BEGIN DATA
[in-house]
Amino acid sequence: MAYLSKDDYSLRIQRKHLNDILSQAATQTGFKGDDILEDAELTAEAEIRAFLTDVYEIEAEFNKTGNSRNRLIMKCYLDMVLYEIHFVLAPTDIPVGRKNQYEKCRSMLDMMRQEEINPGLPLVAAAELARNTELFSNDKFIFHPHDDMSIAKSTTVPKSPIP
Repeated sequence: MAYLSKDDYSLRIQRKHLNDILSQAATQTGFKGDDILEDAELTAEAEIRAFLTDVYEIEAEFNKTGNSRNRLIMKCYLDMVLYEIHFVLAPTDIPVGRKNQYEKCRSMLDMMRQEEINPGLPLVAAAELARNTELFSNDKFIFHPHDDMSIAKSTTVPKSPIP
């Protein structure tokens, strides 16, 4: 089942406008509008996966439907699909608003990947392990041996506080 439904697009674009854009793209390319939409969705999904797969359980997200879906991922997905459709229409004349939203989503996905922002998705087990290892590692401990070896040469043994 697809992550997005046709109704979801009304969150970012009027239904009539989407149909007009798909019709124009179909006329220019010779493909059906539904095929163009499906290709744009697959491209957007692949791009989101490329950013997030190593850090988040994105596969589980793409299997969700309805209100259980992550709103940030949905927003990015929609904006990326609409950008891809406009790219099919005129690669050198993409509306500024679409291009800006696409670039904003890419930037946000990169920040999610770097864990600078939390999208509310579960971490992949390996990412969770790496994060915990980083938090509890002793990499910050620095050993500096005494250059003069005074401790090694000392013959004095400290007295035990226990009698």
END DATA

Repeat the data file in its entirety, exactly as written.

[in-house]
Amino acid sequence: MAYLSKDDYSLRIQRKHLNDILSQAATQTGFKGDDILEDAELTAEAEIRAFLTDVYEIEAEFNKTGNSRNRLIMKCYLDMVLYEIHFVLAPTDIPVGRKNQYEKCRSMLDMMRQEEINPGLPLVAAAELARNTELFSNDKFIFHPHDDMSIAKSTTVPKSPIP
Repeated sequence: MAYLSKDDYSLRIQRKHLNDILSQAATQTGFKGDDILEDAELTAEAEIRAFLTDVYEIEAEFNKTGNSRNRLIMKCYLDMVLYEIHFVLAPTDIPVGRKNQYEKCRSMLDMMRQEEINPGLPLVAAAELARNTELFSNDKFIFHPHDDMSIAKSTTVPKSPIP
């Protein structure tokens, strides 16, 4: 089942406008509008996966439907699909608003990947392990041996506080 439904697009674009854009793209390319939409969705999904797969359980997200879906991922997905459709229409004349939203989503996905922002998705087990290892590692401990070896040469043994 697809992550997005046709109704979801009304969150970012009027239904009539989407149909007009798909019709124009179909006329220019010779493909059906539904095929163009499906290709744009697959491209957007692949791009989101490329950013997030190593850090988040994105596969589980793409299997969700309805209100259980992550709103940030949905927003990015929609904006990326609409950008891809406009790219099919005129690669050198993409509306500024679409291009800006696409670039904003890419930037946000990169920040999610770097864990600078939390999208509310579960971490992949390996990412969770790496994060915990980083938090509890002793990499910050620095050993500096005494250059003069005074401790090694000392013959004095400290007295035990226990009698």